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Wade Butcher

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    Greenville, SC

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  1. That's an interesting thought. I purchased a new 2020 Colt Python earlier this year, and I sent it to Heffron Precision for a really good action job. (Mike Heffron has been the authority on Colt Pythons, old and new, for decades now. In fact, as I understand it after speaking with him at length, the older Colt Pythons that come back to the Colt factory for work are sent to Heffron Precisio, because no one at the Colt factory is as knowledgeable about these particular handguns as ol' Mike.) Anyway... Mike has posted several places online about the proprietary new steel that Colt has been using for the past couple years on their Pythons, Anacondas, etc. (And I imagine they might use the same steel on their SAAs too.) Mike says the new steel is HARD! Like, harder than hard. Ridiculously strong. Their tolerances (again, on the new Colt Pythons, Anacondas, etc) are extremely tight, and everything works like clockwork. I've heard deeply mixed reviews on 3rd Gen Colts. However, if Colt's new wonder steel has found its way into their SAAs, then I'd be very interested in giving Colt a good consideration. Until then, I'd rather stick with Standard or USFA. W.B.
  2. Thanks for the advice, Pettifogger. I just bought a matching set of NOS Taurus Gauchos on GB, and I got them for a steal! Only $1000 for the pair! =) W.B.
  3. I was thinking of one of the matte nickel Rodeo II models. (I've read they were 100% USA-made.) LOL That's good to know. Now I just need to worry about parts availability. W.B.
  4. Hello, everyone. I'd like to add a high-end SAA to the stable, and I'm torn between a late model USFA (100% USA made) and a brand new model from Standard Manufacturing. (I'm skipping the Colts for now.) I've read that the USFA may be a little better quality, but that's arguable since Standard now employs all the old USFA CNC machines, programs, master gunsmiths, etc. Regardless, I'm willing to splurge a bit on an old stock / NIB USFA pistol, since that seems to double as an investment piece. My main concern with buying the USFA is the lack of warranty. Honestly, I don't really mind paying for repairs and maintenance, but I do worry that high quality, USFA-worthy parts won't be available if/when needed. Is the lack of warranty (the replacement of genuine NOS USFA parts or the same quality aftermarket) anything to worry about, or am I just being paranoid? Thanks in advance for helping me make this decision. W.B.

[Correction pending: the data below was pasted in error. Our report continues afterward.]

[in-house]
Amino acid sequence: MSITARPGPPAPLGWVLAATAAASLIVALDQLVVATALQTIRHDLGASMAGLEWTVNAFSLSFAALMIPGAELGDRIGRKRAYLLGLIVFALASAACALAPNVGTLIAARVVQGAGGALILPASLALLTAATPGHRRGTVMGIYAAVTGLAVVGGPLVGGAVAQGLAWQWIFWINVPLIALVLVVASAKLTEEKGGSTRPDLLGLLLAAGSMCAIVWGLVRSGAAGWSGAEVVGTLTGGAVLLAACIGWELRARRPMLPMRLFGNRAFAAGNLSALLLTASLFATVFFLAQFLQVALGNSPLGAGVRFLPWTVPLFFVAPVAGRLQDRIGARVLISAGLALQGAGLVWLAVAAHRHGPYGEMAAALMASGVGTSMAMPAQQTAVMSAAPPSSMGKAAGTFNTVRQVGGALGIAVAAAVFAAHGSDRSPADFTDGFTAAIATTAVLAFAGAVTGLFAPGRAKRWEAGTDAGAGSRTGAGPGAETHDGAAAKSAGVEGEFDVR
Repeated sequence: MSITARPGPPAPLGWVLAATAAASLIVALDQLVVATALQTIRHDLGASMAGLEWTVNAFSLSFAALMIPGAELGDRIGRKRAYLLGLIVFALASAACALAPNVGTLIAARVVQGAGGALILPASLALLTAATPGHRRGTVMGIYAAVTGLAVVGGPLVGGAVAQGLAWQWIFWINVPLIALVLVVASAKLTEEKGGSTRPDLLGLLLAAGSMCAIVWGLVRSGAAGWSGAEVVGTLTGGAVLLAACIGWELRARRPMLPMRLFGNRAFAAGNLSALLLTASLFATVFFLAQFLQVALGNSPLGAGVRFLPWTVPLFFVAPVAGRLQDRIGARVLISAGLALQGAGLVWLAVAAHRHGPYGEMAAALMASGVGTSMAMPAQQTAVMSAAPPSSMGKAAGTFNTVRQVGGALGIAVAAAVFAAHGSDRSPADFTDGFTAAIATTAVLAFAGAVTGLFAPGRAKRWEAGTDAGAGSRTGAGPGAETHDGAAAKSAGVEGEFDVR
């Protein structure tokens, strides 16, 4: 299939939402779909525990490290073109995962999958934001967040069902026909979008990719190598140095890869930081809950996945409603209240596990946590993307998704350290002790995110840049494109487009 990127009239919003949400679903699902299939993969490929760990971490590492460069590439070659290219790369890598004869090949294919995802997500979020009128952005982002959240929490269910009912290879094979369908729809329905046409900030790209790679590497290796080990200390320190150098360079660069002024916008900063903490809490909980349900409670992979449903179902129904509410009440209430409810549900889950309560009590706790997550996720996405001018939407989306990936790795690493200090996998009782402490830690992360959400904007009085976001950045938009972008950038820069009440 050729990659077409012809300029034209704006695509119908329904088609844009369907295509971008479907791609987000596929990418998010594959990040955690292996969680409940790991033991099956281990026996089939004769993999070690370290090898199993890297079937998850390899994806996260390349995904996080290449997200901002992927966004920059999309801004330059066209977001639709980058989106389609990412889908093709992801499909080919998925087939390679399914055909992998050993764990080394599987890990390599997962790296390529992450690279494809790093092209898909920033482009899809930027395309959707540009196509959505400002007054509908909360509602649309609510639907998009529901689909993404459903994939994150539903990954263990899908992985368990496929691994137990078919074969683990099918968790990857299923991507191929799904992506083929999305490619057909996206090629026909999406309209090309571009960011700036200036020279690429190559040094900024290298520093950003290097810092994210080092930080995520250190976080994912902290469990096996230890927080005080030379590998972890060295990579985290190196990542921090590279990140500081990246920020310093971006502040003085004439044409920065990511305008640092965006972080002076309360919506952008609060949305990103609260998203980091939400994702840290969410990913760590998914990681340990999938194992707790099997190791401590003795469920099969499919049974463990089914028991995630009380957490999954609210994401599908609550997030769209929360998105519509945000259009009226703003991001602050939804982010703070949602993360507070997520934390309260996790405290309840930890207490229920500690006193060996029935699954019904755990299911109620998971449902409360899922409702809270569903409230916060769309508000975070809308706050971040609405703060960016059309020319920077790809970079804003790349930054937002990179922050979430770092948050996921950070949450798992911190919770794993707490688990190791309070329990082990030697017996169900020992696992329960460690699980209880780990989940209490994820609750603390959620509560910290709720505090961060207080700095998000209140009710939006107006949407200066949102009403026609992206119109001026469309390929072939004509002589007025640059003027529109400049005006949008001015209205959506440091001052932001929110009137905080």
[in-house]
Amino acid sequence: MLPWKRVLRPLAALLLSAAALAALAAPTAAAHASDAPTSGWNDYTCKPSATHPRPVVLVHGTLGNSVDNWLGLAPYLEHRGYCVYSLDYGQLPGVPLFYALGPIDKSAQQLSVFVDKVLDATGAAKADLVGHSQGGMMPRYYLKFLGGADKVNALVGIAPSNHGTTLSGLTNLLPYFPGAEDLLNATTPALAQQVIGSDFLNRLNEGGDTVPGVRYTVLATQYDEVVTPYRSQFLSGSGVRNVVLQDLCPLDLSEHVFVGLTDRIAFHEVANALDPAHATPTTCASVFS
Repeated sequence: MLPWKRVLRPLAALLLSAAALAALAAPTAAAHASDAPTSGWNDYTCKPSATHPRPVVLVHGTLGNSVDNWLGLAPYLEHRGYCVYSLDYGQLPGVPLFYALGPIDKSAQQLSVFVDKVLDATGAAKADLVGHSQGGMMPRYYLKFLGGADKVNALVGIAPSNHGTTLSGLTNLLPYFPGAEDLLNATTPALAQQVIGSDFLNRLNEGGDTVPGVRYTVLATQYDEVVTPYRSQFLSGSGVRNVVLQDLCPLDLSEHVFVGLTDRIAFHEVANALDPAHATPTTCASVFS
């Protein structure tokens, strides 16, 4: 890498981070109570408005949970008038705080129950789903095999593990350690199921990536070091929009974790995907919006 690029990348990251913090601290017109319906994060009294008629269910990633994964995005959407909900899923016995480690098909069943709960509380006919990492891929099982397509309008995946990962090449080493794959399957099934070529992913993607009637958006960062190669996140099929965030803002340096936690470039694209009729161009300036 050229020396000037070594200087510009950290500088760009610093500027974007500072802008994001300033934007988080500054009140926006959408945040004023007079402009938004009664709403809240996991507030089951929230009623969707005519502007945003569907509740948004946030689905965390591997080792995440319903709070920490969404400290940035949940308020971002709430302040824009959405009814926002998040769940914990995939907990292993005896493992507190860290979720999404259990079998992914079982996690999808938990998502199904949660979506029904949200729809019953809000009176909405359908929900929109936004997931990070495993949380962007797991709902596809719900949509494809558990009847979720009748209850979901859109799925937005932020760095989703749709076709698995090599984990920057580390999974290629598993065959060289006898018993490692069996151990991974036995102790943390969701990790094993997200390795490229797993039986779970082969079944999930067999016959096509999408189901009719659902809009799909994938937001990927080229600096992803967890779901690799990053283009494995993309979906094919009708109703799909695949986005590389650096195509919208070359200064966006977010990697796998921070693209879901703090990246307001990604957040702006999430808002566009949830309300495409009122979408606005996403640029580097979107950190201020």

5. Thanks, Coffinmaker! That's just the kind of answer I was hoping for. One follow-up question, if you don't mind: Is all that work (from pulling the barrel to clocking) something that could be done by a good cowboy gunsmith (hopefully, for under $2,000)? Thanks again! W.B.
  6. Oh, my gosh. Thank you for bringing that to my attention. Edited and email removed. W.B.
  7. Once upon a time, I had a sweet little El Patron Competition in stainless steel, but I sold it like a fool. I'd love to replace it with either the standard El Patron model or the upgraded Competition model with the lower hammer, made in stainless steel, and chambered in the same 45 Colt. (I'd slightly prefer the 5.5" barrel, but the 4.75" barrel would be great too.) Thanks in advance for your help. W.B.
  8. All good solutions. Unfortunately, I think the Uberti Trapper only holds 8+1, and I'd prefer 10+1. Also, I'd prefer the 45 Colt cartridge over the 44s to match my 45 Colt revolvers. That said, you've all given me a lot to think about, and I appreciate it. Thanks again. W.B.
  9. Wow. Thanks for all the advice, everyone. Including the annealing idea. And just to clarify, would a good cowboy gunsmith be able to shorten the barrel of a Henry 1860? Thanks again! W.B.
  10. The HRA Original 1860 Henry comes in a much shorter carbine barrel, but it's only available in 44-40. I'd much prefer 45 Colt. I emailed Henry, but they don't do custom work. I'm curious how difficult the job might be for a good cowboy gunsmith. (I'm not worried about the expense, but I'd rather not have to build a completely new rifle from scratch, either.) The 1860 has that iconic rotating loading tube at the muzzle, so I'm thinking that a middle section of the barrel would have to be removed, then the rotating muzzle welded back onto the remaining shorter barrel. (Or something like that.) I don't have an 1860 Henry to personally inspect (yet), so I'm relying on other Henry owners / enthusiasts to tell me what they think. W.B.
  11. Title says it all. Thanks in advance. W.B.
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